A vision of a future moon base that could be produced and maintained using 3-D printing.
Habitat modules are seen beside 'garages' for rovers, with an adjacent launch site. Note the robotic vehicles on the surface, proceeding with base construction.
A new ESA-led project is investigating the ways that 3-D printing could be used to create and run a habitat on the moon, reducing logistical dependency on Earth. Everything from building materials to solar panels, equipment and tools to clothes, even nutrients and food ingredients can potentially be 3-D printed – as detailed in this new video.
Space agencies around the world are considering the concept of a lunar base as a possible next step in human space exploration – and 3-D printing represents a key technology for making it happen.
The aim would be to 'live off the land' as much as possible, by printing as many structures, items and spares out of lunar regolith as possible, or by using and reusing materials brought for the mission, rather than continuously relying on the long, expensive supply line from Earth.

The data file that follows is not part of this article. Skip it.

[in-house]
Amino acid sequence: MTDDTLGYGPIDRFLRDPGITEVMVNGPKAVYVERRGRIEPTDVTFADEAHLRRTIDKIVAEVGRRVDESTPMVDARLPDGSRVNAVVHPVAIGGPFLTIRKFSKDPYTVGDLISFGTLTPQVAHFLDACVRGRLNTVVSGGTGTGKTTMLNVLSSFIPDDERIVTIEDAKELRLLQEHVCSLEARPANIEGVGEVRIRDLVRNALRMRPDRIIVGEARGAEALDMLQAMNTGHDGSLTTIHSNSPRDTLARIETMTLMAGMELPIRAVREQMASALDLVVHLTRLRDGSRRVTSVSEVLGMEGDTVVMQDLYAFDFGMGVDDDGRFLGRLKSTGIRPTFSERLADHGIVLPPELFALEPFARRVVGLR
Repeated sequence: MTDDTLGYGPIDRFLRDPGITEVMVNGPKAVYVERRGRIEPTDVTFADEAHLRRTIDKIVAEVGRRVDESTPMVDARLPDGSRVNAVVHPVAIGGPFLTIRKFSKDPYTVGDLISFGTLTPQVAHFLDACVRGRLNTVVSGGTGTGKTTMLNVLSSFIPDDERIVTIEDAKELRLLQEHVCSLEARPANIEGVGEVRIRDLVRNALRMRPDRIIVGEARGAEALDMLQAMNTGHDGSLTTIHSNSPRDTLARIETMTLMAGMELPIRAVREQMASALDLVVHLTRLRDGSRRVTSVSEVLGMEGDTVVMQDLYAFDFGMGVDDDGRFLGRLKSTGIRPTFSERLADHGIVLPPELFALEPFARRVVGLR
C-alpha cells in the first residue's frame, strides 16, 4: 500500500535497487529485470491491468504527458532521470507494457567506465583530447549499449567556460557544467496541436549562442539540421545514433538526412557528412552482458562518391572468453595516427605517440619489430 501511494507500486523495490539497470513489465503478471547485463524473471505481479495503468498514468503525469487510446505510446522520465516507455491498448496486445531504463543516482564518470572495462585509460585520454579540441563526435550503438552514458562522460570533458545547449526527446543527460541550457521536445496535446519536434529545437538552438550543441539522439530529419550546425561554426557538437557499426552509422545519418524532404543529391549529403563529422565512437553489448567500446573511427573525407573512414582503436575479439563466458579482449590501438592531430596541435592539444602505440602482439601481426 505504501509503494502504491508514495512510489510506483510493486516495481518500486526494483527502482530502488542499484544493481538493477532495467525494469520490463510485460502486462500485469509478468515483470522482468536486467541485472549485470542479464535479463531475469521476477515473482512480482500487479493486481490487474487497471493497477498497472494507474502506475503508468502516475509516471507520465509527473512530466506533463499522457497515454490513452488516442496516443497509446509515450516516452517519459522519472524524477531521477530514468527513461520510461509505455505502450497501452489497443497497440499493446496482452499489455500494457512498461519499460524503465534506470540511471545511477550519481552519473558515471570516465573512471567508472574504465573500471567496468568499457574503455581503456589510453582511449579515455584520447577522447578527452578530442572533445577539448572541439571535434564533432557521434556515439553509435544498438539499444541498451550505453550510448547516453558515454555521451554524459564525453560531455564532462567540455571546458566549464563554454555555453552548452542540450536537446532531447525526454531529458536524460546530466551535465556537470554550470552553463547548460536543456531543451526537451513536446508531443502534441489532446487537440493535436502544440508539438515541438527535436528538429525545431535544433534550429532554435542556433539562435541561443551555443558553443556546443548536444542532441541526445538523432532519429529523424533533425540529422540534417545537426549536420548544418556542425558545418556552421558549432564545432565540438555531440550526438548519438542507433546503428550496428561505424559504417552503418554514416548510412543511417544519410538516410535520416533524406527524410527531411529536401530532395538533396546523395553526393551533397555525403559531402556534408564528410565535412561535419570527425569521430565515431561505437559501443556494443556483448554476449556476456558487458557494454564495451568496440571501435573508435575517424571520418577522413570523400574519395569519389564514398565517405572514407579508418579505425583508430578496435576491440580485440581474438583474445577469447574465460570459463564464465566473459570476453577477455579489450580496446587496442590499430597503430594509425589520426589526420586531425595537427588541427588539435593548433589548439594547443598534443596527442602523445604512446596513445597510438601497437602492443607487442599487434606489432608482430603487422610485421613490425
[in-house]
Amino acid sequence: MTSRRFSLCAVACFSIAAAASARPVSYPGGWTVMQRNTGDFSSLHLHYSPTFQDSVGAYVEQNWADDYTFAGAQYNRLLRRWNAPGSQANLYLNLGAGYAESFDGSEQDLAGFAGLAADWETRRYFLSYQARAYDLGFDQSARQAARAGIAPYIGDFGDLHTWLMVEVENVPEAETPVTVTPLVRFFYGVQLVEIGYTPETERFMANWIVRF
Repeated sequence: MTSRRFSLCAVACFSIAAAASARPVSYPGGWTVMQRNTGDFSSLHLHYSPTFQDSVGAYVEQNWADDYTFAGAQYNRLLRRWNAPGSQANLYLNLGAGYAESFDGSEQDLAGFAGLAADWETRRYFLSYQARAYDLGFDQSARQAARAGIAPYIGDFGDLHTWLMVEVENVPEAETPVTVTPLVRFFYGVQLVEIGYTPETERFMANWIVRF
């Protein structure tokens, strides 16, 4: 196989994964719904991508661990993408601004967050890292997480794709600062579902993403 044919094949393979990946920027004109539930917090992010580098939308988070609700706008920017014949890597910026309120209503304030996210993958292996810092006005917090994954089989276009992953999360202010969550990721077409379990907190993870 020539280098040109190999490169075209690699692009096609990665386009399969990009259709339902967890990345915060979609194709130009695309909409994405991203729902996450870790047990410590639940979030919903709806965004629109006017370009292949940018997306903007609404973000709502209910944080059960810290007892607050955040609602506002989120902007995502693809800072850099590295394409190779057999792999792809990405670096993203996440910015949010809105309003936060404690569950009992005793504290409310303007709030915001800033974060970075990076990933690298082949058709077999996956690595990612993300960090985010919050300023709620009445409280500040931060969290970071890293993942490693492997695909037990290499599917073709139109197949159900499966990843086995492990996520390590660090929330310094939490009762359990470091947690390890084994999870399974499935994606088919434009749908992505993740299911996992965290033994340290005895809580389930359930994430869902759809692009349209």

Maximised 3-D printing would also allow on-demand production of items and spares with routine recycling of materials available within the base, making lunar settlement much more self-sufficient and sustainable.
"The selected print processes would allow available materials to be recycled for different purposes," explains Antonella Sgambati of OHB System AG, managing the project. "Another major benefit of 3-D printing – otherwise known as additive manufacturing – is the breadth of design options it allows. Components, products and the print process itself can be redesigned based on their intended final usage in the lunar base. Decisions can be made on how best to link available materials with the hardware to be printed."
Provided by European Space Agency